mindGrazing

chewing ideas down to stubble, then moving on…

Symmetry vs. Asymmetry in Bonsai

Posted by Jason on December 5, 2008

I’ve always been a fan of symmetry throughout my entire life. I love things that are equal. Here’s an example: there’s a six-pack of beer in the fridge, with the short end facing me. There’s one beer gone from the front left slot. Where do I take my next beer from? The left middle or the right front? I MUST take it from the right front to make the two lines even and preserve the symmetry. In bonsai, and I suppose all of art, symmetry is boring. It’s static. It doesn’t show movement. It’s cookie-cutter.
How do we NOT be boring and static in our art? A triangle with 3 unequal sides (scalene for you geometry nerds) can help us. If there are no sides that are exactly the same, then there is said to be visual tension which causes the eye to move from one part of the subject to another. In bonsai, the scalene triangle rules the world. The outlines of the triangles should enclose the foliage of each branch, the entire foliage mass, and the branch/trunk structures individually. So it could be said that there is an overarching scalene triangle that encloses the entire tree with pot, as well as several smaller scalene triangles that give each component of a bonsai  the feel of movement and dynamism.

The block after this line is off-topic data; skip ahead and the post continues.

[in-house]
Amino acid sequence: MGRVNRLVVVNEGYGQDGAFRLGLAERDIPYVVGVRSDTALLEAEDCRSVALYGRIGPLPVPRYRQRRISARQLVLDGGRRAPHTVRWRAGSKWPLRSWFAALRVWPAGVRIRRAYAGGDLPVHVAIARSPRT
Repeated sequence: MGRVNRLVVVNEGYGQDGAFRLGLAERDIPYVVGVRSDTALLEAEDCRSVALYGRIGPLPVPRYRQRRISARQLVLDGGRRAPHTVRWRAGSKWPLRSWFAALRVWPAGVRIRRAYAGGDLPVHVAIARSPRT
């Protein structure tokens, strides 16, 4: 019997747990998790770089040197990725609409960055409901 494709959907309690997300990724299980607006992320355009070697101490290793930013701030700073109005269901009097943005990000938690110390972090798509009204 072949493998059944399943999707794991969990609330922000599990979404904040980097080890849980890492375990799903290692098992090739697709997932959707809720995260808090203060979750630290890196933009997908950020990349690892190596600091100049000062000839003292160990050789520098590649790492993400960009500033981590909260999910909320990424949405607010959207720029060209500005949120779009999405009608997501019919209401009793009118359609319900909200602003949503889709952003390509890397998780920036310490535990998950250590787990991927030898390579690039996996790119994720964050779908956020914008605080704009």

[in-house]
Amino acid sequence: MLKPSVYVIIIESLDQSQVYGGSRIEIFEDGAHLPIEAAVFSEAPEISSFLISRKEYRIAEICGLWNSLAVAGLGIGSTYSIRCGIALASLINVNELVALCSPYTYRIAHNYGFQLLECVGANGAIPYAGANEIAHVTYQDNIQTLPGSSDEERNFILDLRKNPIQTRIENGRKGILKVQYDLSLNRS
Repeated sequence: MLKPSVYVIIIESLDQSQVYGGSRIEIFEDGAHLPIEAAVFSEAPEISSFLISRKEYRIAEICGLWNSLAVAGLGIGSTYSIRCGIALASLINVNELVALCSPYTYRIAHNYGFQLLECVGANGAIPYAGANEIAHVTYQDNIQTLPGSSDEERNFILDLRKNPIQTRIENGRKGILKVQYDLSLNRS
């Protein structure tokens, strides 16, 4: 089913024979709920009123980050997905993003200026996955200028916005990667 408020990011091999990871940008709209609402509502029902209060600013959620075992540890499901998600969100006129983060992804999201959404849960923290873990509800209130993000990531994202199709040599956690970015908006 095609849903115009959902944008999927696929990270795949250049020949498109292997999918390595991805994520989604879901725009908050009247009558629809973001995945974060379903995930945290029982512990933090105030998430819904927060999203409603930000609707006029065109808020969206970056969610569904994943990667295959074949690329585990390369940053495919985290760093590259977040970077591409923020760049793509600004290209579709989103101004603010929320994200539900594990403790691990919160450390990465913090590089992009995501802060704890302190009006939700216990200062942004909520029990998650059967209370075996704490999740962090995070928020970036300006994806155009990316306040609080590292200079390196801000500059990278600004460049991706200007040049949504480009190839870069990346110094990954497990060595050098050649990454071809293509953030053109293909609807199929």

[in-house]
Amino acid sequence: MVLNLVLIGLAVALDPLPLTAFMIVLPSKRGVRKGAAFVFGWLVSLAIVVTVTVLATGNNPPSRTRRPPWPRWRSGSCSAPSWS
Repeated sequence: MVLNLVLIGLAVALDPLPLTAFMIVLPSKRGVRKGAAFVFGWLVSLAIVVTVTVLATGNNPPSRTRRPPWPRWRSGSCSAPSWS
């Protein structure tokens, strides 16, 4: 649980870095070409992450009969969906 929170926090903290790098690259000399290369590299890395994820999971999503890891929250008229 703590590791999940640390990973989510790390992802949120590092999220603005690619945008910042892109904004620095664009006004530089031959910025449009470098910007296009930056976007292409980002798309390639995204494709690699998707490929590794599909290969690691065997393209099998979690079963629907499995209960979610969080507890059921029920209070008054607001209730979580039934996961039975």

This article by Ron Martin explains the whole process much more than I just did, and with pictures. Check it out and then go to my bonsai page and see if  you can find the triangles (or lack thereof) in my trees. I’d love any comments, good or bad on my artistic design (once again, or lack thereof). 

Go find triangles!

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